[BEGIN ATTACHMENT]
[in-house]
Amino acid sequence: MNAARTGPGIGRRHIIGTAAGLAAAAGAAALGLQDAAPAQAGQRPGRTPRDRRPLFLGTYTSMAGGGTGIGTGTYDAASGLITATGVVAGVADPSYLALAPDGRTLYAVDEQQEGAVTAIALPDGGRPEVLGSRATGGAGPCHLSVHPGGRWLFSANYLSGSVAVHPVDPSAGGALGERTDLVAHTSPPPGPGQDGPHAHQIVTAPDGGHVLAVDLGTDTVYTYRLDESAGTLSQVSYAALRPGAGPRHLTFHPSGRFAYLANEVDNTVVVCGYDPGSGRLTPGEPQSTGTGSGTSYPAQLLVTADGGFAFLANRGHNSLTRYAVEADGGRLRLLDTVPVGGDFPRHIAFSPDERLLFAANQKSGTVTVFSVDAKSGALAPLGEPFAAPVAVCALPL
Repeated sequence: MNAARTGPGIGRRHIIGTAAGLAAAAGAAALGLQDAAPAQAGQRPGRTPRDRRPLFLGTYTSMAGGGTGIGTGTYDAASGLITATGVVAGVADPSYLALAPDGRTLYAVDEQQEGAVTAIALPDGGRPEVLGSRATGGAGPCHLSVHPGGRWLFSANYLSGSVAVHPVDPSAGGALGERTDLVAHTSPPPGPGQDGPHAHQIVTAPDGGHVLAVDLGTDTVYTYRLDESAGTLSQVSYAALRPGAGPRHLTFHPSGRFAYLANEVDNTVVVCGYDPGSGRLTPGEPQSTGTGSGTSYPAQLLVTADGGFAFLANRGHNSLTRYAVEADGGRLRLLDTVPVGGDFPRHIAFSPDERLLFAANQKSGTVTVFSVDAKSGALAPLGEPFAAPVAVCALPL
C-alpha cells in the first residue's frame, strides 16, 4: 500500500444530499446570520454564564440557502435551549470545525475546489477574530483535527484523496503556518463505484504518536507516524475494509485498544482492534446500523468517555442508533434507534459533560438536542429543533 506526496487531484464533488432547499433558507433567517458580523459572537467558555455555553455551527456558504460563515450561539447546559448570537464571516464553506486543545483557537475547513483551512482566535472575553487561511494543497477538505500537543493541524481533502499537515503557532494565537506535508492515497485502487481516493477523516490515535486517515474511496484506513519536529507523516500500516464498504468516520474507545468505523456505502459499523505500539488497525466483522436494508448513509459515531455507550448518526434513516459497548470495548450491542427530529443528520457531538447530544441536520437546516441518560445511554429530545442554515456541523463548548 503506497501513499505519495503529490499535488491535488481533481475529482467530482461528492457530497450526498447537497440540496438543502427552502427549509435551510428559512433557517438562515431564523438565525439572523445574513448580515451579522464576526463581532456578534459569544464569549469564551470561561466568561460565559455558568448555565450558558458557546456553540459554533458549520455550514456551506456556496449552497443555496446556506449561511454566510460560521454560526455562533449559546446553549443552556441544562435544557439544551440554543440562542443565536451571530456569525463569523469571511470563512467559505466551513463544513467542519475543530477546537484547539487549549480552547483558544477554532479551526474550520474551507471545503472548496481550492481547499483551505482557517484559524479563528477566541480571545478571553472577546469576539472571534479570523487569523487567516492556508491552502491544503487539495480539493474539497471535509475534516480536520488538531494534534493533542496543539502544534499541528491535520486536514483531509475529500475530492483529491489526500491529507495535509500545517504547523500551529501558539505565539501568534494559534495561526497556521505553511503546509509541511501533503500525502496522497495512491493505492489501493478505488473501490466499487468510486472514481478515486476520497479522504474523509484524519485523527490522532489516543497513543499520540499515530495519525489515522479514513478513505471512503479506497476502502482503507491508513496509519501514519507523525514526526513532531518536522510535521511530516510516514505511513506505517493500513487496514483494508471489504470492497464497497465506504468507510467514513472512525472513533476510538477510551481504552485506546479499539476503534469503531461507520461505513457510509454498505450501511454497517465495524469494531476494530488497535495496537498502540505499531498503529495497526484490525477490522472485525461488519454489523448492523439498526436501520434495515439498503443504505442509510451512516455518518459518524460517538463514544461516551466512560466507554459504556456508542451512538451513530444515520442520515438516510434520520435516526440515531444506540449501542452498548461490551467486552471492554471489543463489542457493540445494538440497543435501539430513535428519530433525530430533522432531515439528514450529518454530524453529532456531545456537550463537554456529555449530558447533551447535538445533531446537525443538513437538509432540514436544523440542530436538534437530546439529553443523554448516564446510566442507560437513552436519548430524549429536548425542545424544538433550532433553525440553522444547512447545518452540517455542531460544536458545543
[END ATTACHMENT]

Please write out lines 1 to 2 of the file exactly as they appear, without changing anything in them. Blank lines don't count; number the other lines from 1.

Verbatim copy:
[in-house]
Amino acid sequence: MNAARTGPGIGRRHIIGTAAGLAAAAGAAALGLQDAAPAQAGQRPGRTPRDRRPLFLGTYTSMAGGGTGIGTGTYDAASGLITATGVVAGVADPSYLALAPDGRTLYAVDEQQEGAVTAIALPDGGRPEVLGSRATGGAGPCHLSVHPGGRWLFSANYLSGSVAVHPVDPSAGGALGERTDLVAHTSPPPGPGQDGPHAHQIVTAPDGGHVLAVDLGTDTVYTYRLDESAGTLSQVSYAALRPGAGPRHLTFHPSGRFAYLANEVDNTVVVCGYDPGSGRLTPGEPQSTGTGSGTSYPAQLLVTADGGFAFLANRGHNSLTRYAVEADGGRLRLLDTVPVGGDFPRHIAFSPDERLLFAANQKSGTVTVFSVDAKSGALAPLGEPFAAPVAVCALPL